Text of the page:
Bill MacDonald writes, "The command to forsake all has tremendous shock value. It awakens us from the lukewarm, cream puff, cotton-candy, Christianity ‘lite' we have today. [But] forsaking all is not the same for a couple with a large family as it is for a single person. It is not the same for the owner of a company that requires assets as for the employee. Single person or married couple should get down on their knees and ask, ‘Lord, what is this going to mean in my (our) life?' Then as the Lord begins to finger material possessions, they should be willing to forsake them and put the proceeds to work for the Lord and for the blessing of never-dying souls."

Comparing scripture with scripture and taking all of the Bible in context, one can see that we are to hold nothing as our own, but all belongs to the Lord to be used as He leads-and not misused or abused: "use this world, as not abusing it" (1 Cor:7:31). It isn't the possession of things, or the quantity or quality of them, but the heart attitude. However, Bill MacDonald reminds us, "The heart attitude is important, has to be translated into action."As Paul said, "I know both be full and to be hungry, both to abound and to suffer need" (Phil:4:12).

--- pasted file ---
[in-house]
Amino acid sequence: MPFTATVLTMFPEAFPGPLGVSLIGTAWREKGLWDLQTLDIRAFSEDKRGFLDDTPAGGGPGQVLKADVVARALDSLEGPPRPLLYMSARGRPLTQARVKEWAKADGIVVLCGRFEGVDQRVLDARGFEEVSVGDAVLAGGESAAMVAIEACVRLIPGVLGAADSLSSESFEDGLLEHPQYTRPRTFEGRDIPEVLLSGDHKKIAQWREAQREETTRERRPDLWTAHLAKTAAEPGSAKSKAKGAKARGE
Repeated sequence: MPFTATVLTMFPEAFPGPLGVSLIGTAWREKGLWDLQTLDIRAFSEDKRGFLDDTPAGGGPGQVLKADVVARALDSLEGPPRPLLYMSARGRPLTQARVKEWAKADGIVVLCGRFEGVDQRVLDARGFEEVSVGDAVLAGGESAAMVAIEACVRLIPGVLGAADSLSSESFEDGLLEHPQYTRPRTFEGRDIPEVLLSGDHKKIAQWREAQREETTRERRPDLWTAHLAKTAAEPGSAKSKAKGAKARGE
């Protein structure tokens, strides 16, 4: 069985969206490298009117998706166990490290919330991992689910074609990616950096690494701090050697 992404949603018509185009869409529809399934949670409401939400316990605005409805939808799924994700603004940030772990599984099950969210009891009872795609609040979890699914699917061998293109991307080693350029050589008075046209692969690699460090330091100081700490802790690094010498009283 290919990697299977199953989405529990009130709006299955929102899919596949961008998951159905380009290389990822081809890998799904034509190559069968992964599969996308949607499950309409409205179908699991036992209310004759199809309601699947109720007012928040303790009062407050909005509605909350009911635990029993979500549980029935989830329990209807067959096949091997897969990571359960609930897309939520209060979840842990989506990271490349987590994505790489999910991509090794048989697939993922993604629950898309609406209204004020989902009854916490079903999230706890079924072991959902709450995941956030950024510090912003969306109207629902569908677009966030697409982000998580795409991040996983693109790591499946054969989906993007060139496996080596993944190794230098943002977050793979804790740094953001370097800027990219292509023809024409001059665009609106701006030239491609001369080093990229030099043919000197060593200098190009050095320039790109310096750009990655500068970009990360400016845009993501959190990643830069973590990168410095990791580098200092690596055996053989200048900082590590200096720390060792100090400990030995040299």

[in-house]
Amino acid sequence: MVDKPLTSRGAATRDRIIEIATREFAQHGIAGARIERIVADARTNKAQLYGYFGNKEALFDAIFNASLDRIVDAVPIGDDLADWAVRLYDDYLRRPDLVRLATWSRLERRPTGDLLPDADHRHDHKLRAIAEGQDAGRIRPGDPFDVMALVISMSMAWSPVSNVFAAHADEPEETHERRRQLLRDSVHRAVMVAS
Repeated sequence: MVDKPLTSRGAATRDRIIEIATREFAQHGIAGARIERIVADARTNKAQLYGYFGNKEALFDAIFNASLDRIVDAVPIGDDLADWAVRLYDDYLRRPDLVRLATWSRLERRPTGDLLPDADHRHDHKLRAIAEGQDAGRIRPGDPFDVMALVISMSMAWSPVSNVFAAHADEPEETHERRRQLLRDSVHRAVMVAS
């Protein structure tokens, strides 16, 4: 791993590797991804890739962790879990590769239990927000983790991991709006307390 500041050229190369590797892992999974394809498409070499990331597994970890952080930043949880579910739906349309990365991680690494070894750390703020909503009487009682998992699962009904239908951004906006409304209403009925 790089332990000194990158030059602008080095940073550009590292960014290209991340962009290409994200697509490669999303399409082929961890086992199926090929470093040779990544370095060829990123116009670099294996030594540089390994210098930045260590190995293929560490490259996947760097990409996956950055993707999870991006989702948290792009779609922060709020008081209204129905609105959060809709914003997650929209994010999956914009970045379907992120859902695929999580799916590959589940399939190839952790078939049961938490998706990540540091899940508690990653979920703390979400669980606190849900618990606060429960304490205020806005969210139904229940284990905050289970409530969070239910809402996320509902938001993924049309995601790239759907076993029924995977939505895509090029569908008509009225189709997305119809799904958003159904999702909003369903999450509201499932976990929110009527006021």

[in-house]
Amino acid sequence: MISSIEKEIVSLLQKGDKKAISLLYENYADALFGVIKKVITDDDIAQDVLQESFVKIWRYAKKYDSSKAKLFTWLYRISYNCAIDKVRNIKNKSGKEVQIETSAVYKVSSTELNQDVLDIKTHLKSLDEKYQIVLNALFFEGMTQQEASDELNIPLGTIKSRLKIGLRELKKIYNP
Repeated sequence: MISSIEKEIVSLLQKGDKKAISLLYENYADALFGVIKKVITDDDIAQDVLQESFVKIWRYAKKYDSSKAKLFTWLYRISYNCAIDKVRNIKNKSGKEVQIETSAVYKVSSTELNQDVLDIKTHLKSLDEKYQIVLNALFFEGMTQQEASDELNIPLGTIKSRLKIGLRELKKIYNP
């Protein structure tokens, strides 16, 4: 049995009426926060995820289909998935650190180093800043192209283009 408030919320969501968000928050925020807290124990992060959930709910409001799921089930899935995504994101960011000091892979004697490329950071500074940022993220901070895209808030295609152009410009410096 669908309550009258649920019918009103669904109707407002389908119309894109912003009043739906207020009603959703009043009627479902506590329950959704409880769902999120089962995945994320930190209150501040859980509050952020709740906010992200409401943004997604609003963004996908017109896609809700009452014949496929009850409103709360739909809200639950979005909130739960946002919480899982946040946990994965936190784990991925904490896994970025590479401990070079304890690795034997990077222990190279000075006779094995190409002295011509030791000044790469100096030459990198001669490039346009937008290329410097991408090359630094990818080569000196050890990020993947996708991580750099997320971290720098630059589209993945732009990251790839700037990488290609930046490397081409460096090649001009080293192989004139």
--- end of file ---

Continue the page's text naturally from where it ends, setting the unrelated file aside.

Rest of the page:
Jesus and James both cursed the rich. But what does "rich" mean? "Poor" in the West would be "rich" in many places. Yes, James cursed the rich, but not for the amount of their money or possessions. It was rather for living for self and pleasure and holding back wages by fraud (Jas 5:1-6). Jesus says, "Woe unto you that are rich...(Lk 6:24); and He declares, "It is easier for a camel to go through the eye of the needle, than for a rich man to enter into the kingdom of God" (Mk 10:25). We are still left with the question, "How much money or possessions makes one rich? How good a house or car is too good?" Jesus gave no such measurements but condemned "them that trust in riches"
(v. 24). Not money, but "the love of money," is "the root of all evil" (1 Tm 6:10). Caution here: we must ask God to search our hearts.